The second-generation Chevrolet Equinox has been a raging success for General Motors. The vehicle sold over 240,000 units in North America in 2012, and that’s not even taking into account sales of the Equinox’s Theta platform mate — the GMC Terrain. The crossovers have been on sale since 2010, and it’s right about that time that General Motors begins planning for their replacements, which are due sometime in 2015 or 2016.
In doing so, General Motors is looking to negotiate a new labor deal at its CAMI plant in Ingersoll, Ontario, reportedly to decide whether producing the next-generation Chevrolet Equinox will be financially feasible at the facility. Earlier this week, President of Canadian Auto Workers Local 88 Dan Borthwick confirmed that GM asked to open labor negotiations early at the Ingersoll plant, whose contract is set to expire in September. In conjunction with GM’s Oshawa facility, the plant currently assembles both the Equinox and Terrain; it made 305,415 vehicles last year.
Successful negotiations, which are widely defined as being similar to the general CAW contract signed in the fall of last year, could result in GM building the next-gen Equinox and/or Terrain at the plant. The CAMI facility wasn’t covered by the CAW deal in 2012.
Getting new vehicles into any plant is usually of great importance for plant workers and management, alike, and CAMI is no exception: “There’s always concern about future products,” Borthwick said. “We can do everything we need to do here cost-wise, quality-wise and productivity-wise, and we believe if we do that we should have future generations of product.” The plant’s chapter will gather on February 10th to vote on wether to commence early negotiations with GM. Borthwick said that he hasn’t “heard any negative feedback” from members about approving early negotiations.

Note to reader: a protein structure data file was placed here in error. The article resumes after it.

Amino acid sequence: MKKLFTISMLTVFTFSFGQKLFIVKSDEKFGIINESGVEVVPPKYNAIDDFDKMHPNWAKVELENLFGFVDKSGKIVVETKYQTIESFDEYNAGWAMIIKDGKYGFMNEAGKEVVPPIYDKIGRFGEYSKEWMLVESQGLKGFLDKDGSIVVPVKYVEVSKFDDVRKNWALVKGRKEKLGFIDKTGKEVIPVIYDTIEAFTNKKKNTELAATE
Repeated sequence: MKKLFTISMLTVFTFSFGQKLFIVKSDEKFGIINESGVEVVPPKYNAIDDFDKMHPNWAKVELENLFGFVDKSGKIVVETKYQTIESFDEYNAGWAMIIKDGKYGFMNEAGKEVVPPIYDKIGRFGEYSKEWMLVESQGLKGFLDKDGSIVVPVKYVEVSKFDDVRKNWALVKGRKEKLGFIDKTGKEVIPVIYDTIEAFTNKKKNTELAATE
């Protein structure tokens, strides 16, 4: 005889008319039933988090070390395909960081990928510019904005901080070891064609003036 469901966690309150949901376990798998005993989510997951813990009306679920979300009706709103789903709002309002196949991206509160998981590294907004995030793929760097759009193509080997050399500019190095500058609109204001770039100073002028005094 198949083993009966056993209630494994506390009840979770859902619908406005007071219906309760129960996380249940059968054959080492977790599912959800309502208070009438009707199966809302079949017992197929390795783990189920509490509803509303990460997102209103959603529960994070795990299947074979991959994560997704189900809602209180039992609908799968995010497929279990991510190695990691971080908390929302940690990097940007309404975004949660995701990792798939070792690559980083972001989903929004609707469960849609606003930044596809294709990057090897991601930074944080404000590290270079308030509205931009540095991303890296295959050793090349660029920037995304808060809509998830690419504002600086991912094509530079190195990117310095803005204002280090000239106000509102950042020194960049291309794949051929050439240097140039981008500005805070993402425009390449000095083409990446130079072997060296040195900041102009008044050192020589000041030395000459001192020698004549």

For the next-generation, the Equinox and Terrain are expected to move to GM’s next-generation Delta platform, dubbed D2XX shared with the Chevrolet Cruze, Buick Verano, Opel Astra, and other C-segment vehicles from General Motors. The move is part of the company’s global platform consolidation strategy, which aims to decrease complexity by cutting the amount of vehicle architectures and engines in half by 2018. Aside from allowing General Motors to become more profitable, migrating platforms will likely result in the 2015 Equinox shrinking slightly in size compared to the current model, which occupies a middle ground between compact and midsize crossovers.
Last week, GM North America President Mark Reuss stated that the automaker would soon announce $1.5 billion-worth of investments in its North American operations, but didn’t provide any specifics.